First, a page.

The Joy of Zion
1 Awake, awake!
Clothe yourself in strength, O Zion.
Put on your glorious garments,
O Jerusalem, the holy city.
For the uncircumcised and the unclean
will no longer enter you.
2 Shake off the dust from yourself and rise up
O captive Jerusalem.
Remove the chains from your neck,
O captive daughter of Zion.
3 For thus says the Lord:
You were sold for nothing
and you will be redeemed without money.
4 Then the Lord God continues:
Long ago my people went down to Egypt
and settled there as aliens;
the Assyrians also oppressed them without cause.
5 Therefore, says the Lord,
what should now be done?
My people have been carried off without cause;
their rulers boast triumphantly,
and my name is constantly reviled
throughout the day, declares the Lord.
6 Therefore, on that day,
my people will know my name
and understand that it is I who say:
Here I am!
7 How beautiful upon the mountains
are the feet of the messenger who announces peace,
who bears good news and proclaims glad tidings,
announcing salvation and saying to Zion,
“Your God is king.”
8 Listen! Your watchmen raise a cry
and together they shout for joy,
for with their own eyes they clearly behold
the return of the Lord to Zion.
9 Burst forth together with songs of joy,
you ruins of Jerusalem.
For the Lord has comforted his people;
he has redeemed Jerusalem.
10 The Lord has bared his holy arm
in the sight of all the nations.
All the ends of the earth will see
the salvation of our God.
11 Depart, depart! Leave that place behind!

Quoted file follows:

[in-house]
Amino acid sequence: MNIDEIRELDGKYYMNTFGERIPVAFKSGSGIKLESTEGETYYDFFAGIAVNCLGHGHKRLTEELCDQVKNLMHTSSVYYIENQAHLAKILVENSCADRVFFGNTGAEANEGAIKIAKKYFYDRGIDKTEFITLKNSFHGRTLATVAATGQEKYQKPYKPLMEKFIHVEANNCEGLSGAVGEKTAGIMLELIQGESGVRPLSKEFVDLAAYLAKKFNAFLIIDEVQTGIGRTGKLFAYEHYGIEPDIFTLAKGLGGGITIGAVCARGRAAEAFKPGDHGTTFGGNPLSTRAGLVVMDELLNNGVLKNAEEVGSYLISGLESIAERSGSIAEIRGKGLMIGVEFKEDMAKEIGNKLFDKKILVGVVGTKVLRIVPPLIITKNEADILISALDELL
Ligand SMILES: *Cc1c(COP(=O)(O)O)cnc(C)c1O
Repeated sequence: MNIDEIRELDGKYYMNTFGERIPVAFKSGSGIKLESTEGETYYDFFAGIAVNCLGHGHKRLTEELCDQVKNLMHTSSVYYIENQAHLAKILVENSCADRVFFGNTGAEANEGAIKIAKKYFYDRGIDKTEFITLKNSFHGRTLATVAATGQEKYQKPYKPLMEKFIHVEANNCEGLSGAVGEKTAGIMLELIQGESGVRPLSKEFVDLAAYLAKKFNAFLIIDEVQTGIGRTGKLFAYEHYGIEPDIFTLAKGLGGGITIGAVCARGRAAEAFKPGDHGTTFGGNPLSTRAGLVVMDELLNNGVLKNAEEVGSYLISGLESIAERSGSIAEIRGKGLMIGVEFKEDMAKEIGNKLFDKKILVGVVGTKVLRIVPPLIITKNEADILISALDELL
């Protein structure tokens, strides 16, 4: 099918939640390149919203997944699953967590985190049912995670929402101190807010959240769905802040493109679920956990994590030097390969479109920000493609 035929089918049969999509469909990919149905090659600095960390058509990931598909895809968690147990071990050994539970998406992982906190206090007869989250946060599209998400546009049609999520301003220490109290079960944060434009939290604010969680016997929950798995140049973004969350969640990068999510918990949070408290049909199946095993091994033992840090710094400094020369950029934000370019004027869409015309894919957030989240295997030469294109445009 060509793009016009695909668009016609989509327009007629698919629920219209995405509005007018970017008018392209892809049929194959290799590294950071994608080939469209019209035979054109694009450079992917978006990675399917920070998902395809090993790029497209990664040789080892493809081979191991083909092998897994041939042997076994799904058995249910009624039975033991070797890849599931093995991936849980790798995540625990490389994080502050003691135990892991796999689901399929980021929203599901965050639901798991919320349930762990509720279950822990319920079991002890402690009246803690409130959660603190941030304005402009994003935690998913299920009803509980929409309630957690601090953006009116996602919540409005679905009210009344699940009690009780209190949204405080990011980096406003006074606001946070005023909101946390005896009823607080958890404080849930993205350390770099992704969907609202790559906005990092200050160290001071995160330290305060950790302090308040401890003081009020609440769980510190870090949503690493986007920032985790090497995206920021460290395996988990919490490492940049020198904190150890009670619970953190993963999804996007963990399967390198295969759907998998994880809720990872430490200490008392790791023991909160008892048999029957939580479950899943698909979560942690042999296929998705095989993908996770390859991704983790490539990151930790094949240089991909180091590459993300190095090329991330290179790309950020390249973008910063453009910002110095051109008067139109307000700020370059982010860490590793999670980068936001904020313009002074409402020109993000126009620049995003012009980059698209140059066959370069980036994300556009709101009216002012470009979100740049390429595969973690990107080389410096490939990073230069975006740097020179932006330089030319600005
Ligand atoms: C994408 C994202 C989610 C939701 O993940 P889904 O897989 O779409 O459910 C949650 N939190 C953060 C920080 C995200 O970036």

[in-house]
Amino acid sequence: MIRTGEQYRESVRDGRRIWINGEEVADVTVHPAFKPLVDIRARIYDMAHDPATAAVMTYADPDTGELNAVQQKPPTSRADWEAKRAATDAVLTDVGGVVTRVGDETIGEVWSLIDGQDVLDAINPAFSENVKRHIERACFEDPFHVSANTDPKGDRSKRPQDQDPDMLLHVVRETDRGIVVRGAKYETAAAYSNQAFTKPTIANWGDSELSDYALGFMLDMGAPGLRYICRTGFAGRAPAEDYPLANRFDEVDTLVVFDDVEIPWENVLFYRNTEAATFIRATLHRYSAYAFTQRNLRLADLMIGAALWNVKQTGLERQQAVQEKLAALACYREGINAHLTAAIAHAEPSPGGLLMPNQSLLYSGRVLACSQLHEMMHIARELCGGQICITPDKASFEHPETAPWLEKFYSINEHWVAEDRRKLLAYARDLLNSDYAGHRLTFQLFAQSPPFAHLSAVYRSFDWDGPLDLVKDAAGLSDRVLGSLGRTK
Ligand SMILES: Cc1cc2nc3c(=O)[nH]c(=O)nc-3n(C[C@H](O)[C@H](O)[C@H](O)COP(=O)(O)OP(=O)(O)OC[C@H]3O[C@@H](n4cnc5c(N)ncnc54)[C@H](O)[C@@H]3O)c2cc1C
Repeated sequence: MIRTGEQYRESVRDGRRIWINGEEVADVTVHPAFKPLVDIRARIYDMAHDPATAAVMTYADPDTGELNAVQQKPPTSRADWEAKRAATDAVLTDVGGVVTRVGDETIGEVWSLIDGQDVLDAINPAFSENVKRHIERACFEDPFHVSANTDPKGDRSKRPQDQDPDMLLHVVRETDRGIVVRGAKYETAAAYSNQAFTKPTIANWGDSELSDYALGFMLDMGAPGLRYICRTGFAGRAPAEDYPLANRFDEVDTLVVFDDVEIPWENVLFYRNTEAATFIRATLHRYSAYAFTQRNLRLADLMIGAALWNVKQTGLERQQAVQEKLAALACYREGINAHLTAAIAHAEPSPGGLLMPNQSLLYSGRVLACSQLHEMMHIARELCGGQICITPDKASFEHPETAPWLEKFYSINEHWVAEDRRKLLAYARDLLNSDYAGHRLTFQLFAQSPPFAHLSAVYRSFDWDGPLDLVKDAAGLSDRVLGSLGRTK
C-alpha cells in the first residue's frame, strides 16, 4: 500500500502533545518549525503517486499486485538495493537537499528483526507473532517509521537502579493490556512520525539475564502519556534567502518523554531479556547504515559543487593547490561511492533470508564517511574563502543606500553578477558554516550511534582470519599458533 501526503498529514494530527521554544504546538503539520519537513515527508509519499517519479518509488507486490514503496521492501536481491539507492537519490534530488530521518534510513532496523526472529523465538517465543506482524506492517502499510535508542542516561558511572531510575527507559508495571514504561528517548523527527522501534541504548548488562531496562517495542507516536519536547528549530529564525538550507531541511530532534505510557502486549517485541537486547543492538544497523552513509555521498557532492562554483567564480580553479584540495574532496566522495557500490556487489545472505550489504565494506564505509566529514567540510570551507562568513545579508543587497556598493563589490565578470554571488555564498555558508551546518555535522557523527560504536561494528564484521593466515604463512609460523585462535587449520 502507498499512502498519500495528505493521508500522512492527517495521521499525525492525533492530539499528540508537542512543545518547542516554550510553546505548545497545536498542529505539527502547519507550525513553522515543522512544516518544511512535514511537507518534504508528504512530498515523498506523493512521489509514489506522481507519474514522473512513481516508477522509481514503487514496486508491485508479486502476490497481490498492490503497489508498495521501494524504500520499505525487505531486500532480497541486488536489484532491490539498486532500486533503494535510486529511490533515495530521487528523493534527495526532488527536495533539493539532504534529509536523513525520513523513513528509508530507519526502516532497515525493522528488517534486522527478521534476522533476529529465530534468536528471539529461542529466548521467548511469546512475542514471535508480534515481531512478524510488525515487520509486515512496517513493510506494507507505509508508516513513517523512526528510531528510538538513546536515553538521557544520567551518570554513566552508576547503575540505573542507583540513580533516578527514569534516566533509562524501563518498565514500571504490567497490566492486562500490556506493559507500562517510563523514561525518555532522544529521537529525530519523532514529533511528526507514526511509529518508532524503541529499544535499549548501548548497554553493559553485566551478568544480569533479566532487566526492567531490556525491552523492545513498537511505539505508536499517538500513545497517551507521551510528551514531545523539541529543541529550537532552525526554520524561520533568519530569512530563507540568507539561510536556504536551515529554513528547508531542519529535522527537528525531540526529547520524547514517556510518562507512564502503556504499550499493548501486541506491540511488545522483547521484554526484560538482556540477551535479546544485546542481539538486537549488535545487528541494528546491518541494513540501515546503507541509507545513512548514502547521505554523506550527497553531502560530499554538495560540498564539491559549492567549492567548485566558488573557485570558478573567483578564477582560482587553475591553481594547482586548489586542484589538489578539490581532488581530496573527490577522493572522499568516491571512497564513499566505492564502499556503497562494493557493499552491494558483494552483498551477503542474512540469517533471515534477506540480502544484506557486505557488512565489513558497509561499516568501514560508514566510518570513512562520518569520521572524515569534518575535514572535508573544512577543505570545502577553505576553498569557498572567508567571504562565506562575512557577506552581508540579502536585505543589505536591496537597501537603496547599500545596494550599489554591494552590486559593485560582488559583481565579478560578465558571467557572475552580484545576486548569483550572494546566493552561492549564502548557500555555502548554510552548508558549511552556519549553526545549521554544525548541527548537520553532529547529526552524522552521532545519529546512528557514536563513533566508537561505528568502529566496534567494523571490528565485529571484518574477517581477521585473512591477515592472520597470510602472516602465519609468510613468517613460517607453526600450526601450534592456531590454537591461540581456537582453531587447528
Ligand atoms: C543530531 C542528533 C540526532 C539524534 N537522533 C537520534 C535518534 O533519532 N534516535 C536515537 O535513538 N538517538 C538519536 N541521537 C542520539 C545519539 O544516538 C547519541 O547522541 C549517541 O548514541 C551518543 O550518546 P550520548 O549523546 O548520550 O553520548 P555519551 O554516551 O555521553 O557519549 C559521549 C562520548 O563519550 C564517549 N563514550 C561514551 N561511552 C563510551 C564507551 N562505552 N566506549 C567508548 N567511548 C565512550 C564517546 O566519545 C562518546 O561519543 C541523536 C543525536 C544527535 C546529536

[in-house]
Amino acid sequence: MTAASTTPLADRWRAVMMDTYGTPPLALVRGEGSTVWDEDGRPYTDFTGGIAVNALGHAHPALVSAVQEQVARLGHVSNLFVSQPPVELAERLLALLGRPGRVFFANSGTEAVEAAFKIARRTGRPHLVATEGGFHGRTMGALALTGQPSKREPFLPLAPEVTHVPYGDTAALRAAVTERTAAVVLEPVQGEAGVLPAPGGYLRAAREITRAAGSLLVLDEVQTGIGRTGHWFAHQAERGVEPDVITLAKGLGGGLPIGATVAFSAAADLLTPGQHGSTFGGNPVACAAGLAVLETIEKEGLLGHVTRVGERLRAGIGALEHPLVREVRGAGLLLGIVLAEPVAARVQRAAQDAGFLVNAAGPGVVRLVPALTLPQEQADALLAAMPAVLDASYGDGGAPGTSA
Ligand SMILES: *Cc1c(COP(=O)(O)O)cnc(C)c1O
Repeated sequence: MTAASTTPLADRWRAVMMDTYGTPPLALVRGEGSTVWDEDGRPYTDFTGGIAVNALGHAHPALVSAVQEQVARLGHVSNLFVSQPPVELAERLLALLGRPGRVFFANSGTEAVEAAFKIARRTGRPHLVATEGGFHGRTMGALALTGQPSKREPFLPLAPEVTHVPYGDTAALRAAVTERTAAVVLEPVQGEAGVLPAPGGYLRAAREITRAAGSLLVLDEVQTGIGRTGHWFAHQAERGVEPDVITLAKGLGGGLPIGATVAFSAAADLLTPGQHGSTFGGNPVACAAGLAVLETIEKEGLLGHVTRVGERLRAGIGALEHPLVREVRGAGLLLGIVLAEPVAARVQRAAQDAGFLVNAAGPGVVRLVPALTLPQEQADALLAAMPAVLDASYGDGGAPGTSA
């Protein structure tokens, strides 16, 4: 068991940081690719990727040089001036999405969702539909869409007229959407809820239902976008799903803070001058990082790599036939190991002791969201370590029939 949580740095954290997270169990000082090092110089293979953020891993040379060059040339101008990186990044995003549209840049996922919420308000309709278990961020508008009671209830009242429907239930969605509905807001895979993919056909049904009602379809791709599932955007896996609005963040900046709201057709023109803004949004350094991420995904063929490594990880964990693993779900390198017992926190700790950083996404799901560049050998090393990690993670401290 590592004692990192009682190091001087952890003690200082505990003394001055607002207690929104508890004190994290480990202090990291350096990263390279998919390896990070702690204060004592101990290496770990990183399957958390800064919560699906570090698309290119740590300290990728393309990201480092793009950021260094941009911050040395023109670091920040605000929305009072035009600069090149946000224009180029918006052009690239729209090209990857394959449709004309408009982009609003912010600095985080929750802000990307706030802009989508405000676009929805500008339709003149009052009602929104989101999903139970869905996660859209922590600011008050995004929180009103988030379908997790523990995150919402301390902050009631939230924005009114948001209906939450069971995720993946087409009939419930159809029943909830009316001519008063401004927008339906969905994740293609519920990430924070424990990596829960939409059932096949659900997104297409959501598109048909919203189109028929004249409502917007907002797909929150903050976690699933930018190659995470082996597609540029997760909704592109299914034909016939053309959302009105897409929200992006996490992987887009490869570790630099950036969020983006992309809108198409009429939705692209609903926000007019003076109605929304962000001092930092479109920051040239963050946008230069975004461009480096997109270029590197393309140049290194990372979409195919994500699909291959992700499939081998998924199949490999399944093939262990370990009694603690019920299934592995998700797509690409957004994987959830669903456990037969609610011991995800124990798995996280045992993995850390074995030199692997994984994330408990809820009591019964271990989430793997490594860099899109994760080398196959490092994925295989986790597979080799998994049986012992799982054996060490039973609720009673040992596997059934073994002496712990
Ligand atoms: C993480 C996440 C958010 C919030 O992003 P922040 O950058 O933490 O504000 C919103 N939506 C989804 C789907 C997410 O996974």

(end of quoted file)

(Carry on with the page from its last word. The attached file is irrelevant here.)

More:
Touch nothing that is unclean.
Go forth from its midst and purify yourselves,
you who carry the vessels of the Lord.[a]
12 But you need not rush forth in haste,
nor should you take flight like fugitives.
For the Lord will go before you,
and your rear guard will be the God of Israel.
Humiliation and Triumph of the Lord’s Servant[b]
13 Behold, my servant will prosper;
he will be exalted and raised to great heights.
14 Just as many people recoiled at the sight of him—
he was so disfigured
that he no longer appeared to be human—
15 so will he startle many nations,
and kings will be speechless before him.
For they will see what they had not been told,
and they will contemplate
what they had not previously heard.
- Isaiah 52:11 Cyrus restored the sacred vessels of the temple, “the vessels of the house of the Lord” (Ezr 1:7-11).
- Isaiah 52:13 The song turns into a kind of dialogue in which two divine oracles frame the reflections of people astounded by what happens to the Servant.
But who is this suffering Servant? We have already seen his mysterious face in three other poetic compositions (Isa 42:1-7; 49:19a; 50:4-11). We think spontaneously of a wise man or a prophet, a man of God who disagrees with his compatriots on their very ideas of God’s plan. For the Servant, the success of God’s plan means something quite different from political success. But the people could not tolerate this criticism of their all too human hopes. The prophet was mistreated and condemned to death (Isa 53:7-8).
But the Servant is also Israel, whose destiny the prophet embodies. The chosen people, contaminated by pagan forms of worship, was almost eradicated by the Exile. But it carries out its mission as a people that bears witness to God who chose it and is bringing it back to life; in the radiance of its resurrection, pagans will be able to recognize that the Lord of Israel is the living God who loves his people without ever changing his mind, the Savior of the human race.
The experience of the suffering Just One, whether prophet or people of God, highlights the fundamental law governing the history of salvation and every spiritual life: the power of God is manifested in human weakness. What a paradox: the Servant succeeds where Cyrus failed, because salvation comes not from battles but from martyrdom!